The Notice offers guidance on jurisdictional issues

In this Notice, the Supreme People’s Court confirmed that jurisdiction over disputes referred to arbitration administered by the “CIETAC Shanghai Sub-Commission” or the “CIETAC South China Sub-Commission” shall be determined in accordance with the following guidelines:

  1. SHIAC or SCIA shall have jurisdiction over cases where the arbitration agreements were entered into before the renaming of the former Sub-commissions (i.e. 8 April 2013 with regard to SHIAC and 22 October 2012 with regard to SCIA) and which specified “CIETAC Shanghai Sub-commission” or “CIETAC Shenzhen Sub-commission” as the arbitration commission.
  2. For arbitration agreements entered into after the renaming of the former Sub-commissions but before 17 July 2015 (the effective date of this Notice), and which specify “CIETAC Shanghai Sub-commission” or “CIETAC Shenzhen Sub-commission” as the arbitration commission, CIETAC shall have jurisdiction, but in case the dispute in question has already been referred to SHIAC or SCIA, and no objection was raised by the respondent before the arbitral award is issued, SHIAC or SCIA shall have jurisdiction.
  3. For arbitration agreements entered into on or after 17 July 2015 which specify “CIETAC Shanghai Sub-commission” or “CIETAC Shenzhen Sub-commission” as the arbitration commission, CIETAC shall have exclusive jurisdiction.

The Notice has clarified the uncertainties caused by the CIETAC split. The Notice is binding upon courts of all levels so is to ensure consistency on court decisions regarding the CIETAC arbitrations.

Our Comments

Arbitration is a desirable tool in alternative dispute resolution. Though the choice of foreign-seated arbitration may be wise in some cross-border transactions, arbitration in China is more commonly used by onshore foreign-invested enterprises in business transactions with domestic entities and arbitral awards rendered by Chinese arbitration commissions could be more efficiently enforced in China.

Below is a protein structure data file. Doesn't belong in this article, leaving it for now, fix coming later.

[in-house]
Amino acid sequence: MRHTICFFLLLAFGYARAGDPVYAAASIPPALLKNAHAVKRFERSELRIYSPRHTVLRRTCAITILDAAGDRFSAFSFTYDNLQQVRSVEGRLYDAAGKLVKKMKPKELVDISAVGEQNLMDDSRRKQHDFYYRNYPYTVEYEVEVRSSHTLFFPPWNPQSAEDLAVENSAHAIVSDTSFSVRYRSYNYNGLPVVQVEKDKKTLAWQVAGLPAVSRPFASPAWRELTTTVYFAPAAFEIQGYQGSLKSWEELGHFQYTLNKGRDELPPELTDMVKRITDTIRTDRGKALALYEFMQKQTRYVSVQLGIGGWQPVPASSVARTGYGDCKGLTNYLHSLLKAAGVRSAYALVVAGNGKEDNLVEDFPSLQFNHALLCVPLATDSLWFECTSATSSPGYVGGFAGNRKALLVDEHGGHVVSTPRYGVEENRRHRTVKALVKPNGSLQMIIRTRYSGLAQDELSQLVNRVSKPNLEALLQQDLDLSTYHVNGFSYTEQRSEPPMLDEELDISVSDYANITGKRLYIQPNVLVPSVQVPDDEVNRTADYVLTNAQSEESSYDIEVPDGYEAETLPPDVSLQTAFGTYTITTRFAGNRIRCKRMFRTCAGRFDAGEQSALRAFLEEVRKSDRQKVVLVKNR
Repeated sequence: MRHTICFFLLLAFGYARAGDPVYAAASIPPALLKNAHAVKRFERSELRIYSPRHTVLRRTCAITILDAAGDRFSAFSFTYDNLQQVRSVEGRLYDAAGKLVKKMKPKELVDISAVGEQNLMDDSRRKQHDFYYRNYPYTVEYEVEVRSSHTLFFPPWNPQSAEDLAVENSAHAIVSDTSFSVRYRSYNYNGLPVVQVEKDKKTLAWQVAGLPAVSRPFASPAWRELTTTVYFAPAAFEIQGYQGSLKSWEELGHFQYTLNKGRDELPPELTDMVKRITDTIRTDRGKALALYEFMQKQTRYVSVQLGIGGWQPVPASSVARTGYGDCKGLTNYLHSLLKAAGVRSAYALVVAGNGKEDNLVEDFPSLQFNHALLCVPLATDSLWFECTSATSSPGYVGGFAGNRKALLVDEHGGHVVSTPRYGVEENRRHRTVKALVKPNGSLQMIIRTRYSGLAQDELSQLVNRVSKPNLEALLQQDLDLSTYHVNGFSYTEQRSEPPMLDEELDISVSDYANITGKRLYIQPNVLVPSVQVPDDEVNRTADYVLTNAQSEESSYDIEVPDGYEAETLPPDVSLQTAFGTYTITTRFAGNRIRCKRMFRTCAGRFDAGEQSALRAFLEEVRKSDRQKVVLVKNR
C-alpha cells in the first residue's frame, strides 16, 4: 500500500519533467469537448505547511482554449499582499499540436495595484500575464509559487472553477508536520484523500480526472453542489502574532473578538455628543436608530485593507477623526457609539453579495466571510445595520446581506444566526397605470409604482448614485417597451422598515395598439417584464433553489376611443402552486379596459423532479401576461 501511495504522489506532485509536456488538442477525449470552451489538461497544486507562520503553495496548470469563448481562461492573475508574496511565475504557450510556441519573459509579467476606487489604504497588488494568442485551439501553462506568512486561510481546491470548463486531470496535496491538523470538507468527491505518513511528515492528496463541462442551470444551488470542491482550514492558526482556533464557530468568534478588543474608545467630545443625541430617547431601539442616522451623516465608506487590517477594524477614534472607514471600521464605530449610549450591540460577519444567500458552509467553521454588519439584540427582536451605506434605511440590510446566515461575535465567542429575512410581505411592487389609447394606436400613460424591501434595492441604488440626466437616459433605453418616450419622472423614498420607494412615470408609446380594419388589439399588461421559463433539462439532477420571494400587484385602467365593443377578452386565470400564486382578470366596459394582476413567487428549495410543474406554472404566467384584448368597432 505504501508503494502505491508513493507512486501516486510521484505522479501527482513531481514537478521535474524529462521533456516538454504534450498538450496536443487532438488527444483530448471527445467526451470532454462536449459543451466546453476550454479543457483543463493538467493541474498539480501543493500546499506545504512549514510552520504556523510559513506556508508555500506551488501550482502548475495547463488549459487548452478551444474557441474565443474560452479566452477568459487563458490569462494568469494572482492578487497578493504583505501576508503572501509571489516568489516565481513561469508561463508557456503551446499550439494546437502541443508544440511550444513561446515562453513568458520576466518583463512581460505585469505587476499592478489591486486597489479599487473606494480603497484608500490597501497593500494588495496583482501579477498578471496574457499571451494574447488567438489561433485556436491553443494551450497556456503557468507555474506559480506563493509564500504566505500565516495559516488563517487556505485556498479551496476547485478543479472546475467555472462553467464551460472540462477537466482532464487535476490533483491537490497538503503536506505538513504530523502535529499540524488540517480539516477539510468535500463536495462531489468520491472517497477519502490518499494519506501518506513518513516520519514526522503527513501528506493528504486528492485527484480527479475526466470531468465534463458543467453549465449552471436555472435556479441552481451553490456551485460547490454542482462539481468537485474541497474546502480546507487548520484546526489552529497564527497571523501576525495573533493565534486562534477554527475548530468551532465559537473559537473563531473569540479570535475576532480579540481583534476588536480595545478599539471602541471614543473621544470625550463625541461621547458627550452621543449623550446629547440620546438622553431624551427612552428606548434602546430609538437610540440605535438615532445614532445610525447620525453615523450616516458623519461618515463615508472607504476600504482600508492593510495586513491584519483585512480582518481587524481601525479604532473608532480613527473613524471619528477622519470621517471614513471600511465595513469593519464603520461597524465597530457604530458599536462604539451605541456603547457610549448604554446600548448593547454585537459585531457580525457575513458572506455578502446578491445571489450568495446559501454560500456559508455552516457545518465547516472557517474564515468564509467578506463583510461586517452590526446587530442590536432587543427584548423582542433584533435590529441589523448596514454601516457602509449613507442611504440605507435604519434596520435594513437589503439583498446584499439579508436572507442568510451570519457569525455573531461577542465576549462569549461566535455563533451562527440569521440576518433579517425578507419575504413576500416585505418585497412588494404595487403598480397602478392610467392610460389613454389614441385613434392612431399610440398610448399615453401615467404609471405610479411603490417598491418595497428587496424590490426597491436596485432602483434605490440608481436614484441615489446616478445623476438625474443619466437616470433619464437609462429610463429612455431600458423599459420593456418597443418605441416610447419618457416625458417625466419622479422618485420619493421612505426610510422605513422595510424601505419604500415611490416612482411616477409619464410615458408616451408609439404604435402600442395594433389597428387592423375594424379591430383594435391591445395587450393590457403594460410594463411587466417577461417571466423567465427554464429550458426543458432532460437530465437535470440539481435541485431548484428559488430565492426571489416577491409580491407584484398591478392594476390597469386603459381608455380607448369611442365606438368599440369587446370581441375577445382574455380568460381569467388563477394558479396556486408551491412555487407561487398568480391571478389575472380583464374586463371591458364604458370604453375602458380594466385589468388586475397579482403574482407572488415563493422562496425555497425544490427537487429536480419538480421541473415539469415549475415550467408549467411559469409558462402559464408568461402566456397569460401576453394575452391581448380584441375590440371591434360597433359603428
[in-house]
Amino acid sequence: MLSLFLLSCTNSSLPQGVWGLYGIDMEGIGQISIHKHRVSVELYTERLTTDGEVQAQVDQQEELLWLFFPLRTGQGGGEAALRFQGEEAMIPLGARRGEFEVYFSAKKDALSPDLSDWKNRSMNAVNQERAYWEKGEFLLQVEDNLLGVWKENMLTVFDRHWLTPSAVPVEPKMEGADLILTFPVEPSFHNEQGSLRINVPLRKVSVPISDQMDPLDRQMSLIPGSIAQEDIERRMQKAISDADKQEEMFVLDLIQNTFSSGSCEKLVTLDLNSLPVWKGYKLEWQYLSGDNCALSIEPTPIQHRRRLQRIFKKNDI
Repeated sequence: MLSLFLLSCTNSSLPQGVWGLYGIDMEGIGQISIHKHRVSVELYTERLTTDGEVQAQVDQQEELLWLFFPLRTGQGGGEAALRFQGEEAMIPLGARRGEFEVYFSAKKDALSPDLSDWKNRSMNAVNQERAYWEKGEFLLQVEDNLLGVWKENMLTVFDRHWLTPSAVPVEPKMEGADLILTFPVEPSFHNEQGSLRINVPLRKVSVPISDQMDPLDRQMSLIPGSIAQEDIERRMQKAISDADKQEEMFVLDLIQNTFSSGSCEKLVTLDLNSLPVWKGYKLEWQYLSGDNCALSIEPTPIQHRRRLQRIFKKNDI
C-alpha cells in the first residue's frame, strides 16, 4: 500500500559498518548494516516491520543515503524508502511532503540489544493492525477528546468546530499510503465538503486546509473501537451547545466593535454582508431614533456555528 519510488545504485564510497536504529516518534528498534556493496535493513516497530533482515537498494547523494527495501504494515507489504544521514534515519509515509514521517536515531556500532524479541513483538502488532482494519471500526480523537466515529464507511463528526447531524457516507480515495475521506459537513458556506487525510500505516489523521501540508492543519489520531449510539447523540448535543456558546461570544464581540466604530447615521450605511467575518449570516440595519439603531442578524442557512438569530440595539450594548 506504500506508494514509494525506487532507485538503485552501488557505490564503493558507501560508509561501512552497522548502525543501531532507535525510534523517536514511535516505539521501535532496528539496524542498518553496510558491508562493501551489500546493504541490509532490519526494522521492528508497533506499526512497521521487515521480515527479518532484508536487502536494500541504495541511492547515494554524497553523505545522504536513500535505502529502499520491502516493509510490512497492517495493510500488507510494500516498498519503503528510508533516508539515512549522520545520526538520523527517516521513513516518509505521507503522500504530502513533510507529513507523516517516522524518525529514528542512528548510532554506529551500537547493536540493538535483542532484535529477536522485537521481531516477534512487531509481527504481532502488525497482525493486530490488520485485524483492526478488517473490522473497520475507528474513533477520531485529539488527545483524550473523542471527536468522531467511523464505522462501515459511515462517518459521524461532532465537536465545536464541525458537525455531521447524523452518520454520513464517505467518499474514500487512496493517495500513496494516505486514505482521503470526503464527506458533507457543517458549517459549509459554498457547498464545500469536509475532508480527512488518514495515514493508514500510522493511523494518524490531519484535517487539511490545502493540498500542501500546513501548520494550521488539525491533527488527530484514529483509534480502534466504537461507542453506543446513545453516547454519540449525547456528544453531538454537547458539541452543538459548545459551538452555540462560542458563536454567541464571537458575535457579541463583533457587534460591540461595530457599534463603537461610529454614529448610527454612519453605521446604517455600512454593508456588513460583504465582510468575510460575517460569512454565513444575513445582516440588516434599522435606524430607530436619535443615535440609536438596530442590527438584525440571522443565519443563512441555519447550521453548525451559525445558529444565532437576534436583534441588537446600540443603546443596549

Under the Arbitration Law of China, the choice of a specific arbitration commission is a key precondition for the validity of the arbitration agreement (or arbitration clause). Due to this legal requirement, the CIETAC breakaway had resulted in confusion and uncertainty on the validity of the arbitration agreements. This Notice resolved the dispute between CIETAC and its former Sub-commissions, recognized the independent status of SHIAC and SCIA and provided clarity on the jurisdictional issues.

As clarified by this Notice, the arbitration clause must be drafted with caution, and must refer to the correct name of the desired arbitration commission, i.e. CIETAC (China International Economic and Trade Arbitration Commission), SHIAC (Shanghai International Arbitration Center) or SCIA (Shenzhen Court of International Arbitration). Otherwise, the arbitration clause may be deemed invalid.

For existing arbitration agreements, the parties should review and confirm the correct arbitration commission. There is generally no preference to choose CIETAC/SHIAC/SCIA as the competent institution by comparison of its arbitration rules and the costs of arbitration. However, it is worth noting that the Hong Kong Arbitration Ordinance provides that only awards made by certain recognized arbitral commissions in Mainland China will be enforceable in Hong Kong. To date, neither SHIAC nor SCIA appears to have been recognized by the Hong Kong Arbitration Ordinance for enforcement of its arbitral award in Hong Kong. Therefore, an award rendered by SHIAC nor SCIA would encounter difficulties when it is enforced in Hong Kong.